You’ve seen it before. A struggling fund manager sends a letter to investors loaded with Buffett quotes. “Our positions have been a disaster, but our favourite holding period is forever.”
Using investors quotes can often help smooth things over. And investors secretly love a good quote.
Just check out all the investing quotes that get blasted non-stop on Twitter.
But why? Well, I’m gonna get into it, but it’s probably a mixture of credibility enhancement, quotes say things better than you ever could, and they’re easy to digest and remember.
Who’s going to listen to me? A 24-year-old with piss all life experience.
But, one Buffett quote and my creditability gets +10 skill points 😎. Not really. But you get the idea.
But I do feel that using quotes of others higher in skill and importance almost borrows some of their credibility? If that makes sense.
Say you’re writing about risk and your thoughts on it. You quote Howard Marks and it may lend some of his credibility, weight and thoughts on the topic. Is a good reinforcement to back up your thoughts. The mayo to the sandwich if you will.
Having a good investor ‘back you up’ with one of their quotes isn’t a horrible idea when you’re delivering unsavoury investment performance to investors.
Using a famous investors quote can show that you have domain knowledge and at least know the subject well enough to quote from the best. Quoting others with more clout than you also show that you acknowledge other people’s work, which may help reinforce your own claims.
Quotes say it better
It can paint a picture that you can’t adequately do yourself.
Often when I’m looking to explain a certain point in investing, there’s someone who’s said it way better before. Whether it’s more detailed, specific or straight to the point. Chances are someone’s written about it before. And there’s a perfect little quote you can insert.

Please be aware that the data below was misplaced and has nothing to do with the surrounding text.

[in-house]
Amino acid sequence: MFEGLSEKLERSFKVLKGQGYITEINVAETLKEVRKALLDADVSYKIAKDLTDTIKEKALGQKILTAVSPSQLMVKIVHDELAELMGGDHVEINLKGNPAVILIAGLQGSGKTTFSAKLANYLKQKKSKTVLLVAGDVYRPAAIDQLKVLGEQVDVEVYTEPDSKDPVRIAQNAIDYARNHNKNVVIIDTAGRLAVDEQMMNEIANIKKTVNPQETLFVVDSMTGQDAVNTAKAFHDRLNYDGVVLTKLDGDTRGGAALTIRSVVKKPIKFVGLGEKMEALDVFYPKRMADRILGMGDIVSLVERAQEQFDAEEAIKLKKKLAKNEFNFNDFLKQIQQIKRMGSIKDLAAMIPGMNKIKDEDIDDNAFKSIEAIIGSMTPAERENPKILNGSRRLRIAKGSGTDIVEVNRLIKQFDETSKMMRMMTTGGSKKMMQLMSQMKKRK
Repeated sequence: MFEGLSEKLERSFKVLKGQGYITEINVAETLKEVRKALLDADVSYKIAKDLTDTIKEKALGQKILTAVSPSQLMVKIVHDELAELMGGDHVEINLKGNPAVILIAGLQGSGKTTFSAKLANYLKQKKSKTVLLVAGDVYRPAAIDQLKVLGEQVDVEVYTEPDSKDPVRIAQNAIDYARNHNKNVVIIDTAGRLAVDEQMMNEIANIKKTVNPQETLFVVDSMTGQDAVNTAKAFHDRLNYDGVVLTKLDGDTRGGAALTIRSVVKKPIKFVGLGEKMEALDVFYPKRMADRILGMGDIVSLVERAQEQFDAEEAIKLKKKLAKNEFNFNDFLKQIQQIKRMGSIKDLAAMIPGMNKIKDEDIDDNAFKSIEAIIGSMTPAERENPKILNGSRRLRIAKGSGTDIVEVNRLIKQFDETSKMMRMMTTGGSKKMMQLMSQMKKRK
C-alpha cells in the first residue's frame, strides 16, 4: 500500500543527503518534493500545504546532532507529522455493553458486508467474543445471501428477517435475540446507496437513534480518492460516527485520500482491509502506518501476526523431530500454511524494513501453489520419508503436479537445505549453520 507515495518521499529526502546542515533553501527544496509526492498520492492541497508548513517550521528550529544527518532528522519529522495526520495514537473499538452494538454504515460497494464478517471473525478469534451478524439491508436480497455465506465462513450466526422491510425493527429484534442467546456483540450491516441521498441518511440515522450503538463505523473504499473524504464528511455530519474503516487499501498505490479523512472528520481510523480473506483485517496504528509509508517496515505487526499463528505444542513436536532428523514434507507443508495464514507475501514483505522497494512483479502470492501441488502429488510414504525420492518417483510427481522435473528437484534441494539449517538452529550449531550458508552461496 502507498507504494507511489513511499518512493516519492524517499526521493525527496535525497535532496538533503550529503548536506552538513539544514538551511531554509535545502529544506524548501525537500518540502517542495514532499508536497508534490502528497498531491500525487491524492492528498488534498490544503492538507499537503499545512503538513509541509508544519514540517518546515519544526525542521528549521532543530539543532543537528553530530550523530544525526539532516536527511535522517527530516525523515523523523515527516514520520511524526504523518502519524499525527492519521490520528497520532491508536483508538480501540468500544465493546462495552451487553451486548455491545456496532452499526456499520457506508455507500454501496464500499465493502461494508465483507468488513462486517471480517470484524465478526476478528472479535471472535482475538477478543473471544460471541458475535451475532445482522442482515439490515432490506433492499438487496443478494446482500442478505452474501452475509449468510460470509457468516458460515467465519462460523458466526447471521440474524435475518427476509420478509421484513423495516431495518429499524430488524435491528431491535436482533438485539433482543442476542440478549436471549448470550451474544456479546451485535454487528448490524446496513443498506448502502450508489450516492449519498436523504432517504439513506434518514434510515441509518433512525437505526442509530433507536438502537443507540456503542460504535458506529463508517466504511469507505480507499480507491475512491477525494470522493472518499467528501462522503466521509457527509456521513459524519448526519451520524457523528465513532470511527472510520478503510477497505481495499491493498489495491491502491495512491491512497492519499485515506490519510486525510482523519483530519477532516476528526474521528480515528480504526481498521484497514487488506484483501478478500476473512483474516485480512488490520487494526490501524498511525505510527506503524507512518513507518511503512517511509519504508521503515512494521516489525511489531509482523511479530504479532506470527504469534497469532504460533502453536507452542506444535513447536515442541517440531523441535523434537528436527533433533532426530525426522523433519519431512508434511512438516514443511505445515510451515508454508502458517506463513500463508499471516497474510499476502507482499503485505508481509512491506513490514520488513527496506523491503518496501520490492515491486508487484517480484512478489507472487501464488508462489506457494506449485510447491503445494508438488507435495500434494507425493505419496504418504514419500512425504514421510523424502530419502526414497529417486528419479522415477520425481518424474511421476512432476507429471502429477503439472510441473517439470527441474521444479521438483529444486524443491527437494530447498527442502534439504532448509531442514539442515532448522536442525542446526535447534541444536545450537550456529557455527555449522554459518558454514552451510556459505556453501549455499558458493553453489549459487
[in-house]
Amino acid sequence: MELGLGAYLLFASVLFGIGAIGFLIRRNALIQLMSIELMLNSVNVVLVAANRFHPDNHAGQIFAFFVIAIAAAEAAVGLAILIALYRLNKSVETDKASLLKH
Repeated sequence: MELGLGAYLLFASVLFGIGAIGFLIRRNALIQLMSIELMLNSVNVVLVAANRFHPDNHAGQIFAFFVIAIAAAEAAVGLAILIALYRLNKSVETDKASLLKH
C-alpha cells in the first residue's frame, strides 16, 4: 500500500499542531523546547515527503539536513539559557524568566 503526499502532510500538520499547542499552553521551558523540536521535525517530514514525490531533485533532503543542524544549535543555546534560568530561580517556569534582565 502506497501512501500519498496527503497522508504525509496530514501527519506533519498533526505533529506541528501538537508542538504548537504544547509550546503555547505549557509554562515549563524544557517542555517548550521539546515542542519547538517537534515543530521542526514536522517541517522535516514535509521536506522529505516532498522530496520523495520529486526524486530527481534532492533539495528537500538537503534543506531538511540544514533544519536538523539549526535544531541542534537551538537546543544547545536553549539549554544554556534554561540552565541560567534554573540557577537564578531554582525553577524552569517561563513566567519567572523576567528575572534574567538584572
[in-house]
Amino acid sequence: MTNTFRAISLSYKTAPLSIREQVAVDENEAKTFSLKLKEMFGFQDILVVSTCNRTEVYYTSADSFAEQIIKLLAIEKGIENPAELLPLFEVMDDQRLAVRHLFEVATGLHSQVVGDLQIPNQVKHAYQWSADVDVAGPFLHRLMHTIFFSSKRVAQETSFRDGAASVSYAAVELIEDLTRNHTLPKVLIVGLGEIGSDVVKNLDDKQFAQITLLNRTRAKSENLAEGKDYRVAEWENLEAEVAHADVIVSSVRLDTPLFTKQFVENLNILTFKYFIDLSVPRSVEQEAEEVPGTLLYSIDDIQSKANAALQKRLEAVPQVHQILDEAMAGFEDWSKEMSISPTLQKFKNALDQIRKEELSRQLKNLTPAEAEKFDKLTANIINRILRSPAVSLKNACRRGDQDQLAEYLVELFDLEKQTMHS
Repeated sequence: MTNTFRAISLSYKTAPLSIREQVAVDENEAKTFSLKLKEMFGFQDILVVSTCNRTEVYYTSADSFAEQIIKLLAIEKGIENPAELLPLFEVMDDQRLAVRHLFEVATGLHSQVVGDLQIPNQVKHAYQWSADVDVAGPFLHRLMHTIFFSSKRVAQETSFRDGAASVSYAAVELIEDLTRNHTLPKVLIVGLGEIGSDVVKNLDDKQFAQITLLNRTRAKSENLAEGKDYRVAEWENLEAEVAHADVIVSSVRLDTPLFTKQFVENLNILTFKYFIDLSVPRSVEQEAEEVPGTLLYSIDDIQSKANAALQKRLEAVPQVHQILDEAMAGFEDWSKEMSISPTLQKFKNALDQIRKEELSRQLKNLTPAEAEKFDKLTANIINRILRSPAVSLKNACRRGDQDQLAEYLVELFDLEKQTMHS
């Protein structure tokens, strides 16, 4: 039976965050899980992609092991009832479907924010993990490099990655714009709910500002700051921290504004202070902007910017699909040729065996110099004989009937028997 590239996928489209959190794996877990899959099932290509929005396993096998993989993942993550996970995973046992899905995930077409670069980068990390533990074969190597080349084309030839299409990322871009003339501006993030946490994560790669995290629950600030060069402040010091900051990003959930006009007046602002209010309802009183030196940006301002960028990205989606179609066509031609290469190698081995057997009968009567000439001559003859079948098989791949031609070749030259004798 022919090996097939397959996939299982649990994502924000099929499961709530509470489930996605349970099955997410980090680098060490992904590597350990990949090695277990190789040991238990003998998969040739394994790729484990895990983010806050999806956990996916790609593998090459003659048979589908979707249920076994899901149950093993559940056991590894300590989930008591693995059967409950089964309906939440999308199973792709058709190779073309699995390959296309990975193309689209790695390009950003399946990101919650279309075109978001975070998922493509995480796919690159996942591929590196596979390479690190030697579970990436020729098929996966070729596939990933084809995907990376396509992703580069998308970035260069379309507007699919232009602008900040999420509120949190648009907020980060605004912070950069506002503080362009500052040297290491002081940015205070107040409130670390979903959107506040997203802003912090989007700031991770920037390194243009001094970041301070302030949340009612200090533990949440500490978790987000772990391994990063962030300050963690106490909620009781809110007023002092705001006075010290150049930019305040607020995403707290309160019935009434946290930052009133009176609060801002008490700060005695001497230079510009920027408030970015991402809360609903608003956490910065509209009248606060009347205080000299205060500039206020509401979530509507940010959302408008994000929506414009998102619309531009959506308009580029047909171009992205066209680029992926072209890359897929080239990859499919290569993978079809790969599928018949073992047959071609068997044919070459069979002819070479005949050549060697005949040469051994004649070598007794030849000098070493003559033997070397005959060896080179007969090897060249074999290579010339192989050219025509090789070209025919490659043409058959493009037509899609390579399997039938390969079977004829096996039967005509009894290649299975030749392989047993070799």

Why do investors have so many quotes to pull from? It’s a writing heavy industry I think. But not only that, things move in cycles. We’re all in a section of the cycle that probably looks awfully alike to what someone else has experienced. So there’s always parallels and quotes to draw from.
So for me at least, when I use a quote, it’s saying something better than what I could explain. After all, there’s no point trying to reinvent the wheel.
Easy to Use
There’s an abundance of applicable quotes out there to choose from. So if you need to pad out that quarterly letter, it’s an easy cop-out to copy and paste something in.
I’m guilty of this myself. If I’m in a writers block and can’t think of diddly-squat? Control-C and Control-V something that adds to my argument.
Writing original content is hard, and there’s the argument that everything is a remix.
So maybe it’s not such a big sin after all?
Easy to Remember
Quotes become quotes because they’re short, applicable, and easy to remember. Have you ever had a conversation about a nuanced topic, only to default to a quote?
“Should the Fed get so involved in markets, hold investors hands and look to stabilise their fears?”
“Ah yes it’s a complex topic, but if it ain’t broke… ¯\_(ツ)_/¯ “
As Kevin said, “Why waste time say lot word when few word do trick?”
Investing quotes are just easy to remember, easy to find and easy to use. So why not use them?
Quotes are easy to use. Easy to abuse.
They can add credibility and help explain things. They should be easy to understand. Easy to remember. And easy to share. Hence their popularity.
I don’t hate common investing quotes. I quite like them.
Are they a little overdone sometimes? Sure. “But that’s the way the cookie crumbles.”